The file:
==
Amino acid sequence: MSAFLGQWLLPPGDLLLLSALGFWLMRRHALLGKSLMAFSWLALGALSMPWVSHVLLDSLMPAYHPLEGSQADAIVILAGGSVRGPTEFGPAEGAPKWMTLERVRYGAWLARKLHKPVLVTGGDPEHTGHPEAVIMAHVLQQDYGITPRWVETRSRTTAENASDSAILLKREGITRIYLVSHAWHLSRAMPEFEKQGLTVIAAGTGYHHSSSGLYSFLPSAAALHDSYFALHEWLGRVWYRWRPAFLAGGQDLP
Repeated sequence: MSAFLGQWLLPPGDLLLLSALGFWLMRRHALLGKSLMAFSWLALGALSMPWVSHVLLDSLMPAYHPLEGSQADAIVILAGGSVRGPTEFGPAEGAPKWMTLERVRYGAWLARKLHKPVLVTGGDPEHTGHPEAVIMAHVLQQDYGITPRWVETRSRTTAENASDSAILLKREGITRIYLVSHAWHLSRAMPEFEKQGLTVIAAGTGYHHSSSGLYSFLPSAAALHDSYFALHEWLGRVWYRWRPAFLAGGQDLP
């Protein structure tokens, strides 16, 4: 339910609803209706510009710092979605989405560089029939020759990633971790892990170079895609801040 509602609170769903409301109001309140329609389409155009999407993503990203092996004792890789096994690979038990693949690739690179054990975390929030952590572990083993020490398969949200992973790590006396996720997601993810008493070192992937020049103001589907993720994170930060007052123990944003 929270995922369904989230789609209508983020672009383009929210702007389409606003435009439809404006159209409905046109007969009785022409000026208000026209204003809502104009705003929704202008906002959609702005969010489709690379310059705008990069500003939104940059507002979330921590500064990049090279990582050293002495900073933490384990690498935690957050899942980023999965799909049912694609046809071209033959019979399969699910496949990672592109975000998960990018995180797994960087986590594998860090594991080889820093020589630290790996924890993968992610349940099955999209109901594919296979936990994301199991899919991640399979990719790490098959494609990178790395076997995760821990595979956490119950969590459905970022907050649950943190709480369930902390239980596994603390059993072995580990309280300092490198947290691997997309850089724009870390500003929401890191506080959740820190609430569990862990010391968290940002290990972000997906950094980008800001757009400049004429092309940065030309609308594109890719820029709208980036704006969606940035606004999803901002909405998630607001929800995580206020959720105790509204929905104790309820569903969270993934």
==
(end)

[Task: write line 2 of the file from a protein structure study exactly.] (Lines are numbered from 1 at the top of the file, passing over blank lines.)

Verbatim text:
Repeated sequence: MSAFLGQWLLPPGDLLLLSALGFWLMRRHALLGKSLMAFSWLALGALSMPWVSHVLLDSLMPAYHPLEGSQADAIVILAGGSVRGPTEFGPAEGAPKWMTLERVRYGAWLARKLHKPVLVTGGDPEHTGHPEAVIMAHVLQQDYGITPRWVETRSRTTAENASDSAILLKREGITRIYLVSHAWHLSRAMPEFEKQGLTVIAAGTGYHHSSSGLYSFLPSAAALHDSYFALHEWLGRVWYRWRPAFLAGGQDLP